Society of Scholars

scholars discussing a topic around the main Simpson Center conference room table

The Society of Scholars is an intellectual community of humanists of diverse generations, academic ranks, and departmental affiliations who contribute to and learn from one another’s work. Each year, approximately eight faculty and three dissertation research fellowships support members of the Society of Scholars. Scholars in year-long residence at the University of Washington may be invited to participate as well. The group meets biweekly throughout the year to discuss their research in progress. 

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Cohort Archives

2024 - 2025 Society of Scholars

Oya Rose Aktaş
Doctoral Candidate
History
Danya Al-Saleh
Assistant Professor
Jackson School of International Studies
M. Aziz
Assistant Professor
American Ethnic Studies
Jennifer Baez
Assistant Professor
Art History / School of Art + Art History + Design
Jacob Beckert
Doctoral Candidate
Department of History
Bianca Dang
Assistant Professor
History
Diana Flores Ruíz
Assistant Professor
Cinema & Media Studies
Ungsan Kim
Assistant Professor
Asian Languages and Culture
Josh Reid
Associate Professor
American Indian Studies
Kyle J. Trembley
Doctoral Candidate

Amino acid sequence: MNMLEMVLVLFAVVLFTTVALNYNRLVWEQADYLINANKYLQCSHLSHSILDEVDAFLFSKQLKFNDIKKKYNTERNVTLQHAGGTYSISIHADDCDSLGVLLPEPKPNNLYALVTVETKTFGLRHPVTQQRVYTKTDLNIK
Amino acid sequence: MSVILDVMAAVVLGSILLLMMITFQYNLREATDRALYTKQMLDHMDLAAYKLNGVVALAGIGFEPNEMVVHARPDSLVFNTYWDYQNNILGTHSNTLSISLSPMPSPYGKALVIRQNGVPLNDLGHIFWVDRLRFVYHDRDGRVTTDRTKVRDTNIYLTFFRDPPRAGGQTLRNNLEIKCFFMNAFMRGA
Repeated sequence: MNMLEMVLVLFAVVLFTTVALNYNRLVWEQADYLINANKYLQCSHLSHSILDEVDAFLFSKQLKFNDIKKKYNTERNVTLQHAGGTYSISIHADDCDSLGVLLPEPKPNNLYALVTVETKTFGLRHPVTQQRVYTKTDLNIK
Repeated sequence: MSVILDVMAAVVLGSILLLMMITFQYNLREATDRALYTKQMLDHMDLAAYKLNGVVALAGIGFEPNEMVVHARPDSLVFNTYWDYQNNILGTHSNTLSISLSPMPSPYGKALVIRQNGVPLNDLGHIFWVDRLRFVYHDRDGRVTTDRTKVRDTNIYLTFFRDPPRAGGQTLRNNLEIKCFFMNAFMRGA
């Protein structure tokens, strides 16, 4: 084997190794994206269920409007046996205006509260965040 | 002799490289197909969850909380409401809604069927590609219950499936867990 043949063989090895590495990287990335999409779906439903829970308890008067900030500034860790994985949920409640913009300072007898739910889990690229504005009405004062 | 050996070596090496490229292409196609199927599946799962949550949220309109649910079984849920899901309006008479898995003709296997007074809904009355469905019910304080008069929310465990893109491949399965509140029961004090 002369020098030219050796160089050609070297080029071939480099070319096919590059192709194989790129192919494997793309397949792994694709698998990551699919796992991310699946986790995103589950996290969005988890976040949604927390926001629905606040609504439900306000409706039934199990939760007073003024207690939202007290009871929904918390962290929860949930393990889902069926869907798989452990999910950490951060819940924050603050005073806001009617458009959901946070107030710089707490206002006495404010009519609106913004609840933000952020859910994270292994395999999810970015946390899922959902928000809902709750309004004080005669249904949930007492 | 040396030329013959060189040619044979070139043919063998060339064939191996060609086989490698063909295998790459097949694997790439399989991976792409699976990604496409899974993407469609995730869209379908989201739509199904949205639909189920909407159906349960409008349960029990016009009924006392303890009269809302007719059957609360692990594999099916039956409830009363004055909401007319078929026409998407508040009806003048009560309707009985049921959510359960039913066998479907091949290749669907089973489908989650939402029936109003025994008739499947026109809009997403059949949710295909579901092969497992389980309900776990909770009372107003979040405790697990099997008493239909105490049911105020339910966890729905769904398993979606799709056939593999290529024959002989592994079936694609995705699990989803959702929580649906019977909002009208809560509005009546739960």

Anthropology
JohnMorgan Baker
Doctoral Candidate
English
Andreas P. Bassett stands in front of a large shrubbery while wearing a dark jacket blue shirt and tie.
Doctoral Candidate
English
Anne Duncan
Doctoral Candidate
English
Kathleen Escarcha
Doctoral Candidate
English
medium close-up of Yandong. He is on the left of the frame in a black t-shirt looking at the camera. To the right is a light flare form the setting sun, while the background shows buildings and a park.
Doctoral Candidate
Cinema & Media Studies
Eric Villiers
Doctoral Candidate
School of Drama

2023 - 2024 Society of Scholars Fellow

Or Vallah looks at the camera, smiling while wearing a long-sleeved top and sitting in front of a wall with vines.

Or Vallah (she/her/hers)

Doctoral Candidate

"I live in hell and paint its pictures": Bringing a Disability Studies Perspective to Early Modern Art-Making

This dissertation focuses on sixteenth-century Italy to expose the role of artists’ embodied experiences in shaping art as a profession and its role in creating artists' shared identity. This project draws on disability studies and affect theory, arguing that centering the artist’s body and its transformation through its interaction with art-making technologies will produce new knowledge about the profession of art as an identity category and about art-making as a way of being and becoming. It will center the artists’ engagement with their bodyminds – a term used in disability studies to resist the Western traditions of mind-body dualism – as reflected from visual and written sources concerned with art-making, focusing on the artists' fear of impairments as a concern of losing their sense of identity. By exploring wide-ranging images and textual representations of artmaking, this research shows how the ideology of ability impacted the shaping of the artists’ professional identity, promoting a model of hyper-ability reflected in the idealism of extreme productivity and intellectual capabilities.